Then, the lights dimmed and the screen filled with grainy black and white tour footage, of The National walking through countless backstages, on their long road through the world, all the way to here. The band themselves arrived to a roar from the crowd, Berninger took the mic with a humble, “Good to be back,” and they launched into “Don’t Swallow the Cap” from their latest release, last year’s Trouble Will Find Me. From the start, the crowd responded with rapture to every guitar squall and impassioned lyric, feeding the band’s most arena-ready movements and postures.
The first, starkest difference in performance was the confidence displayed by both Dressner twins, Aaron and Bryce. They have always been talented musicians, but their newly developed plays to the crowd and solo stances speak to a tour-hardened ability to really let loose on stage–in their own, still reserved way. Admittedly, I’d forgotten which brother was which, so I referred to them by hair style, diminutively deeming Aaron “Poofy” and Bryce “Shaggy.” While that may not be the path taken by more respectable journalists, I’ll be damned if I’d let herbal addled memory derail note taking.
They hit full force with a rousing rendition of “Bloodbuzz Ohio,” the stage glowing blood red as the song rollicked along. Two tracks later, “Sea of Love” upped the energy and the band reached another level, filling the amphitheater with lush guitars, driving rhythm, and commanding vocals, presenting what I scribbled down as a “Thinking Man’s U2.” [To be fair to U2, they were once the Thinking Man’s U2, but their current iteration resorts more to adrenalin fueled non-sequiturs, vague stabs at spirituality, and calls to crisis than anything that requires intelligence to process. My father would contend U2 still deserves the title, but he’s also big into the Counting Crows’ late work, so take it well seasoned.]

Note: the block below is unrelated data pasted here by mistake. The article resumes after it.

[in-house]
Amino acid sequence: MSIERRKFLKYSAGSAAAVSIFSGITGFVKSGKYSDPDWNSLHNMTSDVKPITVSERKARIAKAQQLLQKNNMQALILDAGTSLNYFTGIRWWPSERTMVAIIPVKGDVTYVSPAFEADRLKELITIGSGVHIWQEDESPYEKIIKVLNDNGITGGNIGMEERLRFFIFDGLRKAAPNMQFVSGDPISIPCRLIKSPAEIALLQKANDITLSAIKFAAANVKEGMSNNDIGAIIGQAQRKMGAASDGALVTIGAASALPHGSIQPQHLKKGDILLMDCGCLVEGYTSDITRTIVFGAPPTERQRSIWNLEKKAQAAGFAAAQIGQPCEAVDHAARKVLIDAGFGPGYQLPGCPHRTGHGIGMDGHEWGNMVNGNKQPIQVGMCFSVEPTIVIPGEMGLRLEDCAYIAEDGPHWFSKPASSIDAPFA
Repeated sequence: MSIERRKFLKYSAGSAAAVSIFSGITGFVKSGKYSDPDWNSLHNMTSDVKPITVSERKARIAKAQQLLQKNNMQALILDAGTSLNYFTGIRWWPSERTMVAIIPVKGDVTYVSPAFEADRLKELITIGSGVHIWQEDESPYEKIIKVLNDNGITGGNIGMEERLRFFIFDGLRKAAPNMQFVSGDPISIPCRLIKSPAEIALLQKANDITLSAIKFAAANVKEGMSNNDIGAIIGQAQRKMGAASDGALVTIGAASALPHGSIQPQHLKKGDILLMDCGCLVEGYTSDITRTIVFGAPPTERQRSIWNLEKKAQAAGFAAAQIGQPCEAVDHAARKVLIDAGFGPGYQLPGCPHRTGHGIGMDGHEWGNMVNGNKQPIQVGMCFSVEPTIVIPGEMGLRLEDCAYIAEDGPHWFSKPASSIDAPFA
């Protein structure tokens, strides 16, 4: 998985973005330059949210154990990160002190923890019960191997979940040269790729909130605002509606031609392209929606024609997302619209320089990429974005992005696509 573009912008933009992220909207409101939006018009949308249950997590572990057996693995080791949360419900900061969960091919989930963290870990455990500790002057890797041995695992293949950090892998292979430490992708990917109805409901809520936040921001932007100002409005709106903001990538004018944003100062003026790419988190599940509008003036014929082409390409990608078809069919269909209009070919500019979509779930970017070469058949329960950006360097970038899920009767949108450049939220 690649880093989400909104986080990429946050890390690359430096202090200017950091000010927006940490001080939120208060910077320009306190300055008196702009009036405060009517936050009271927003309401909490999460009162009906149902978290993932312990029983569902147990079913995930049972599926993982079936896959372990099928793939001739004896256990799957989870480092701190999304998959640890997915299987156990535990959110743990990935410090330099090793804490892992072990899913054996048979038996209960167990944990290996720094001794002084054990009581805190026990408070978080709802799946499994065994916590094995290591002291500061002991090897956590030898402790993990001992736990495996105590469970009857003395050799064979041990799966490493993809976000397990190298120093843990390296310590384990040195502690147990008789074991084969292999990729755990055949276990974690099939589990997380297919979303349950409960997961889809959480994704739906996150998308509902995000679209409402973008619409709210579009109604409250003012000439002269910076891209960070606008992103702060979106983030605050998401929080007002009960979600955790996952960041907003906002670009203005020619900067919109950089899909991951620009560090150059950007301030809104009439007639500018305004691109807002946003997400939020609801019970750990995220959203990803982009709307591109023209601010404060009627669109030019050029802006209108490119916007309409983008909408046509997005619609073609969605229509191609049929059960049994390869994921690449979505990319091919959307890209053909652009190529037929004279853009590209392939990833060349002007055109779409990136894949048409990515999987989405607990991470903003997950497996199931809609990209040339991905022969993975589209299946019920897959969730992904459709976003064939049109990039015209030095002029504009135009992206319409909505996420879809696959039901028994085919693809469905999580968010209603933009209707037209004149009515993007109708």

More remarkable than imbuing an already rocking track like “Sea of Love” with energy, The National was able to make the softer, more somber songs soar with the same vitality. On the record, a track like “Hard to Find” doesn’t seem like it’ll be any great shakes live, but the band managed a deep resonance with their orchestral swells, throwing their shoulders into every subtlety and bringing the whole soundscape to life. The two-man horn section was an indispensable addition to the touring outfit, hammering home choral punchlines and adding breathy atmosphere to slower numbers. Overall, despite its often low BPM and fragile construction, The National’s work sounded downright impressive live.
Every member played their part to a tee, from the Dressners‘ dueling guitars to the Devendorf brothers, Bryan and Scott, holding down the rhythm section at drums and bass, respectively. In an appropriately democratic distribution of duties for the setting, every member contributed backing vocals at various times, lending the more anthemic tracks a collective voice and providing a diverse splash of vocal colors to offset Matt’s booming baritone. While everyone’s musicianship was highlighted, with a frontman as potent and engaging as Berninger, the focus inevitably remained with the lead microphone.